4. Hall-of-Famer Duke Snider,. The last surviving regular of the 1950’s “Boys of Summer” Dodgers. Linda Wilson wrote this wonderful piece after the Duke passed away. I highly recomend it. http://behindblueyes.mlblogs.com/2011/03/05/from-compton-to-cooperstown/
5. Bill Harris Born Dec 3, 1931. He pitched in one game for the Brooklyn Dodgers in 1957 and one game for the Los Angeles Dodgers in 1959. but both games were in late September pennant games.
6 . Elmer Sexauer. Born May 21, 1926 in St Louis County. Sexauer made his MLB debut with the Brooklyn Dodgers on September 6, 1948 and appeared in his final game on September 12, 1948. Both games were crucial pennant race games. Passed away on June 27, 2011. He was 85.
7. Dick Williams was signed by the Brooklyn Dodgers’ organization out of high school in 1947. joined the Dodgers in 1951, saw little action as a rookie, then separated a shoulder diving for a fly ball in left field in August 1952. The HOF took three teams to the World Series (The Red Sox, A’s & the Padres). He passed away July 7, 2011. He was 82.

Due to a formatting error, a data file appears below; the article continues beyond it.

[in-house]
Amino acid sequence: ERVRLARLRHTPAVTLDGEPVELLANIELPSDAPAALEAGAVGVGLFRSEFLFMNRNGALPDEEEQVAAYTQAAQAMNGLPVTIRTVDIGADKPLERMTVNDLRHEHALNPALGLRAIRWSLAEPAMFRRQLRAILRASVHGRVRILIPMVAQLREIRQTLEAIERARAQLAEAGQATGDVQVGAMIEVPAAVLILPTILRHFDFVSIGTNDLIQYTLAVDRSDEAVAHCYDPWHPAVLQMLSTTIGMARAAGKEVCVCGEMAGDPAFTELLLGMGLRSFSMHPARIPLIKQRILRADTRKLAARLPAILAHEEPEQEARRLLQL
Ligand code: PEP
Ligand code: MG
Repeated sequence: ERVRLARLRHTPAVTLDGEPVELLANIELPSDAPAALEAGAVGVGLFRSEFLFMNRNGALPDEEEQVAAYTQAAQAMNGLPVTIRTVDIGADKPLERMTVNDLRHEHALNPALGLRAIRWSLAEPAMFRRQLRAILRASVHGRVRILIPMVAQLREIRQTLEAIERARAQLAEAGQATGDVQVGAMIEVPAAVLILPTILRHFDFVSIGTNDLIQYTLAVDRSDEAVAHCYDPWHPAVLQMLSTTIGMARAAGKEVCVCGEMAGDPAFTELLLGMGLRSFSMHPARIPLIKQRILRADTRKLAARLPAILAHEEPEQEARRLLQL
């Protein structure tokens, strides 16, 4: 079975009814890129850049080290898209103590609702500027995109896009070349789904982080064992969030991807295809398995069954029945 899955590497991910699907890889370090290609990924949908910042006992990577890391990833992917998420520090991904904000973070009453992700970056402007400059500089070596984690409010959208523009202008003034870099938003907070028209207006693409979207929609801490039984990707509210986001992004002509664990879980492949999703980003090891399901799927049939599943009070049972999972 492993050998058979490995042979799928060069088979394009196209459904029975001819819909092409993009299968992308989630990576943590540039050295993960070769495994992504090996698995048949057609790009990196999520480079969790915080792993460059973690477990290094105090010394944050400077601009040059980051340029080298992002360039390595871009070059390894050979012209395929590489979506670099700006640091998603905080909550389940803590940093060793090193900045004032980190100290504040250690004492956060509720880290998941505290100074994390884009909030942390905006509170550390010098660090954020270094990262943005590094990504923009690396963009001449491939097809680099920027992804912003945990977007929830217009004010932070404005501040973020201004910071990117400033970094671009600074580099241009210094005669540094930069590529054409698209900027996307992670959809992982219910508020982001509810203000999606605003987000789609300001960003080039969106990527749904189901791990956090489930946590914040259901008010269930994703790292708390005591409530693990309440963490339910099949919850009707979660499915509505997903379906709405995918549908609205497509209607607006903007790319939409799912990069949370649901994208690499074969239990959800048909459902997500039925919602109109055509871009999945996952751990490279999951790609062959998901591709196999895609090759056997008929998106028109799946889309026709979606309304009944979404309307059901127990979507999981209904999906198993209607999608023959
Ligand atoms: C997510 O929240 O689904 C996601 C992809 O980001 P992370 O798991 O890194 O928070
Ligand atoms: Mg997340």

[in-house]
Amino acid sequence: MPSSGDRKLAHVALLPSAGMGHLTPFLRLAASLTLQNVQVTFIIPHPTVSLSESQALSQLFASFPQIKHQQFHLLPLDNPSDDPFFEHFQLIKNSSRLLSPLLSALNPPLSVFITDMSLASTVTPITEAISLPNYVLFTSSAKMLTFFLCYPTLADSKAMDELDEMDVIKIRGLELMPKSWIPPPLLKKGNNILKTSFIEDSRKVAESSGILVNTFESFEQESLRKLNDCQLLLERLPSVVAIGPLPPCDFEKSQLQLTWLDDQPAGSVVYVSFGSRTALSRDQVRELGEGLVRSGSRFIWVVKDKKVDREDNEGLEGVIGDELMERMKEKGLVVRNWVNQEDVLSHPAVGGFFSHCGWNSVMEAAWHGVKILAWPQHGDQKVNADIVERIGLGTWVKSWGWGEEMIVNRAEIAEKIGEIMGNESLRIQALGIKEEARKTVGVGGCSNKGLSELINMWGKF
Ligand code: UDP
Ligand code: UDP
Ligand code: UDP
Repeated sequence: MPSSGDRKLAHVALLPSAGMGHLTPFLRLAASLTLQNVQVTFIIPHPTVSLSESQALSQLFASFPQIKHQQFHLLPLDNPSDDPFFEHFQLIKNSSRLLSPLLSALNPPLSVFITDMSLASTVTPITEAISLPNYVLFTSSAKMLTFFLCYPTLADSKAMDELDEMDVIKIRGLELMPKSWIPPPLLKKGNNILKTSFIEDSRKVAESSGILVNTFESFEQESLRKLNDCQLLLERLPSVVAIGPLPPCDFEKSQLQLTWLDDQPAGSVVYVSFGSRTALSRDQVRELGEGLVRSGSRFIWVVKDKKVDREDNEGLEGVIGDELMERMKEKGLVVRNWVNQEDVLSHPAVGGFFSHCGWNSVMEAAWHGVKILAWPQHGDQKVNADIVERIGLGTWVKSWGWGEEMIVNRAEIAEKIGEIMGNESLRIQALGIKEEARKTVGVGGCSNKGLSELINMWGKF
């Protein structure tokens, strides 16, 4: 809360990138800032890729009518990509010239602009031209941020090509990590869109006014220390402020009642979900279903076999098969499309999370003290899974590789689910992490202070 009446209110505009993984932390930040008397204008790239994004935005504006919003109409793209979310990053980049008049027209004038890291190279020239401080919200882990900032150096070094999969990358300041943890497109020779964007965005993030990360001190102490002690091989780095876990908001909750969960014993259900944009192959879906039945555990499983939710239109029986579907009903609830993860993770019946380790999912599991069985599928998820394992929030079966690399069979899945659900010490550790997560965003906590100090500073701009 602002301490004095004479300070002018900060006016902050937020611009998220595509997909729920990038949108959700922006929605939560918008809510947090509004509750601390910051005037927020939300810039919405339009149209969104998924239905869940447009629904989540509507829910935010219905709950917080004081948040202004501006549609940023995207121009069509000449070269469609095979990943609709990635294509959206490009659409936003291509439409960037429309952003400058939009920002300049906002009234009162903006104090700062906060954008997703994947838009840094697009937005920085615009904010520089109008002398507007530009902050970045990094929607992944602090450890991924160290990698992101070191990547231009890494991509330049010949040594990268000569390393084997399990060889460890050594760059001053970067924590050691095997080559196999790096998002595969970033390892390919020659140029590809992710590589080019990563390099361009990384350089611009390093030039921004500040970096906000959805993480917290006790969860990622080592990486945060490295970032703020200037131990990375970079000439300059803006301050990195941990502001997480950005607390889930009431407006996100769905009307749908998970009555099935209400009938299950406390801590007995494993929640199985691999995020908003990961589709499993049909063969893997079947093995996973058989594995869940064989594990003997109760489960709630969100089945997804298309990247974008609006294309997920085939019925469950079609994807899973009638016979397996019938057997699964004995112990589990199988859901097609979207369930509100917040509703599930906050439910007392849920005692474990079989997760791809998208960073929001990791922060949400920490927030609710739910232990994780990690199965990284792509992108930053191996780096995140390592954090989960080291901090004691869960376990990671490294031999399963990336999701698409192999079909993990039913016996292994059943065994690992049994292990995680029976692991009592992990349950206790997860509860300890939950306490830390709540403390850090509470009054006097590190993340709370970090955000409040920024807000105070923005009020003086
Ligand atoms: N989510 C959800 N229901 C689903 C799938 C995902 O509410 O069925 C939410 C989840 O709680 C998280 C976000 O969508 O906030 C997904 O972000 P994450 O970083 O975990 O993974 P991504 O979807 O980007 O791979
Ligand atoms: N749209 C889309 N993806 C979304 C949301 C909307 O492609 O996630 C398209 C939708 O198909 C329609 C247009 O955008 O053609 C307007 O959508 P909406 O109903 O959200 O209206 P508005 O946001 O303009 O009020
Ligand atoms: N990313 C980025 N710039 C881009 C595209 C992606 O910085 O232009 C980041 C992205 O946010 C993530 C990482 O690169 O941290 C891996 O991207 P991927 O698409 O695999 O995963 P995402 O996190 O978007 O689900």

8. Cy Buker Born Feb 5, 1919 in Greenwood, Wisconsin. Buker hurled 87 1/3 innings spread over 42 games. By mid-July, one New York Times story called him “Durocher’s fireman.” He passed away Oct 7, 2011. He was 92.
9. Johnny Schmitz. Nicknamed “Bear Tracks”, he was a left-hander pitcher. Born November 27, 1920 in Wausau, WI. Mr. Schmitz played 13 seasons between 1941 and 1956, missing 1943 to 1945 due to serving time overseas in World War II. He made the All-Star twice. He passed away Oct 1, 2011. He was 90.
ref: LA Times, HardballTimes, SFGate, The Aodeadpool, NY times, SABR.Org, Baseball Reference, Hall of Fame memorabilia, Examiner, wikimedia